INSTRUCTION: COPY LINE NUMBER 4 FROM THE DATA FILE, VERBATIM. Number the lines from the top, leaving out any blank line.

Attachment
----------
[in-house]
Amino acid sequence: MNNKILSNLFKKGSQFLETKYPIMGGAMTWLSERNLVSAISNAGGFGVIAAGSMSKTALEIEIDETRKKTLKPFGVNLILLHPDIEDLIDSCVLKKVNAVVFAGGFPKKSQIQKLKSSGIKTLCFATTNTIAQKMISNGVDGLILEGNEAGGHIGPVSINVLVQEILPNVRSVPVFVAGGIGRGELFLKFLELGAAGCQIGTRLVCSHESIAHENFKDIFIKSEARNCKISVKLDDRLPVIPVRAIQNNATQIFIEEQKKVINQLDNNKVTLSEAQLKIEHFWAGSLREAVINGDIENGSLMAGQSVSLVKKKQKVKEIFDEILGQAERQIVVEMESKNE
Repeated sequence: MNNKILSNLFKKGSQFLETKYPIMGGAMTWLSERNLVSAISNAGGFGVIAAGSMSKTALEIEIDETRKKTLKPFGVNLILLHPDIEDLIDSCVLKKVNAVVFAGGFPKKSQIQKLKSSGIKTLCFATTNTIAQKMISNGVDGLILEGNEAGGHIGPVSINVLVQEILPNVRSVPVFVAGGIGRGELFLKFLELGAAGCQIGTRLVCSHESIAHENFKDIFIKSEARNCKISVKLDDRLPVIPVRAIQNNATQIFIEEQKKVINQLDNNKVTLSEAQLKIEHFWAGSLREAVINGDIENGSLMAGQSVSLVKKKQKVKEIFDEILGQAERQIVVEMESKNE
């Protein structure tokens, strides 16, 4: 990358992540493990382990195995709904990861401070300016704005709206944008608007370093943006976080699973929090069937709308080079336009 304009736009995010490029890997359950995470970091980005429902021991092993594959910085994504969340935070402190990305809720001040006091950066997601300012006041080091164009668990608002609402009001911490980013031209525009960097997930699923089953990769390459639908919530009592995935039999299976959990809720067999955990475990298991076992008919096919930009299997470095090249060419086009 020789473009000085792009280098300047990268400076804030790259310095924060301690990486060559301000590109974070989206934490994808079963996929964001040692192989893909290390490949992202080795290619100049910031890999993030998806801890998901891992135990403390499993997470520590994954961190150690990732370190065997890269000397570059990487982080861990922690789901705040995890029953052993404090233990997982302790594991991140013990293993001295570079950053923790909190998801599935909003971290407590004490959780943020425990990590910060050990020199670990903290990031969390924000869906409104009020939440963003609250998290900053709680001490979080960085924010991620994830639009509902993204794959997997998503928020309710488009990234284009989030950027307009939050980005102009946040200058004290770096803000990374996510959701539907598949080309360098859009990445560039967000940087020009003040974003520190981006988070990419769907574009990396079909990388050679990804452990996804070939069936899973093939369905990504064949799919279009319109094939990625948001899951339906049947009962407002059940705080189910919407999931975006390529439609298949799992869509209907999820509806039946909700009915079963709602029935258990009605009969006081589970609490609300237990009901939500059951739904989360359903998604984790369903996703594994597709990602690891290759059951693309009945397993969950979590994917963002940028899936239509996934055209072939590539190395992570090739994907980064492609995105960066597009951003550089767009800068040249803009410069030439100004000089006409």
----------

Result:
């Protein structure tokens, strides 16, 4: 990358992540493990382990195995709904990861401070300016704005709206944008608007370093943006976080699973929090069937709308080079336009 304009736009995010490029890997359950995470970091980005429902021991092993594959910085994504969340935070402190990305809720001040006091950066997601300012006041080091164009668990608002609402009001911490980013031209525009960097997930699923089953990769390459639908919530009592995935039999299976959990809720067999955990475990298991076992008919096919930009299997470095090249060419086009 020789473009000085792009280098300047990268400076804030790259310095924060301690990486060559301000590109974070989206934490994808079963996929964001040692192989893909290390490949992202080795290619100049910031890999993030998806801890998901891992135990403390499993997470520590994954961190150690990732370190065997890269000397570059990487982080861990922690789901705040995890029953052993404090233990997982302790594991991140013990293993001295570079950053923790909190998801599935909003971290407590004490959780943020425990990590910060050990020199670990903290990031969390924000869906409104009020939440963003609250998290900053709680001490979080960085924010991620994830639009509902993204794959997997998503928020309710488009990234284009989030950027307009939050980005102009946040200058004290770096803000990374996510959701539907598949080309360098859009990445560039967000940087020009003040974003520190981006988070990419769907574009990396079909990388050679990804452990996804070939069936899973093939369905990504064949799919279009319109094939990625948001899951339906049947009962407002059940705080189910919407999931975006390529439609298949799992869509209907999820509806039946909700009915079963709602029935258990009605009969006081589970609490609300237990009901939500059951739904989360359903998604984790369903996703594994597709990602690891290759059951693309009945397993969950979590994917963002940028899936239509996934055209072939590539190395992570090739994907980064492609995105960066597009951003550089767009800068040249803009410069030439100004000089006409």